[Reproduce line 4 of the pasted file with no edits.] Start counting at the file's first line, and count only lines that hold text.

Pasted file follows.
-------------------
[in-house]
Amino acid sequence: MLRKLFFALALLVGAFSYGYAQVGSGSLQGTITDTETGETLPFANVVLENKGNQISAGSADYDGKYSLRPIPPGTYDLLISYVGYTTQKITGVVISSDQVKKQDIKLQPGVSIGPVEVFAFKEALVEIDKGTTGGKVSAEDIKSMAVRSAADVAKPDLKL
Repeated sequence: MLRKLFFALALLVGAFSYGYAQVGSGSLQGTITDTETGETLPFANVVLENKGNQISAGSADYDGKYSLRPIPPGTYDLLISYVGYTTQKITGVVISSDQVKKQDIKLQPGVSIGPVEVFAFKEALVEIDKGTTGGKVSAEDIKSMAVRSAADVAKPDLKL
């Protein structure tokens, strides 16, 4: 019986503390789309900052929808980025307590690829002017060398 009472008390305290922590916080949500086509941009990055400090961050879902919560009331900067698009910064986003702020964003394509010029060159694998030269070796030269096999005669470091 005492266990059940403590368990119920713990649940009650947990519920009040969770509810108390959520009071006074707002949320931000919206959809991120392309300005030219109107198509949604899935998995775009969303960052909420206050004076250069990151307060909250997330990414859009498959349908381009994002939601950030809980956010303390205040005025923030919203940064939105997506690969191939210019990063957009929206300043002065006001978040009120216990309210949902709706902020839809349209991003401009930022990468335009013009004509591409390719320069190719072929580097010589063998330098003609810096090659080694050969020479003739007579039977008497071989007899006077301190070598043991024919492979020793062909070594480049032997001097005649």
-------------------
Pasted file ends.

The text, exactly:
């Protein structure tokens, strides 16, 4: 019986503390789309900052929808980025307590690829002017060398 009472008390305290922590916080949500086509941009990055400090961050879902919560009331900067698009910064986003702020964003394509010029060159694998030269070796030269096999005669470091 005492266990059940403590368990119920713990649940009650947990519920009040969770509810108390959520009071006074707002949320931000919206959809991120392309300005030219109107198509949604899935998995775009969303960052909420206050004076250069990151307060909250997330990414859009498959349908381009994002939601950030809980956010303390205040005025923030919203940064939105997506690969191939210019990063957009929206300043002065006001978040009120216990309210949902709706902020839809349209991003401009930022990468335009013009004509591409390719320069190719072929580097010589063998330098003609810096090659080694050969020479003739007579039977008497071989007899006077301190070598043991024919492979020793062909070594480049032997001097005649």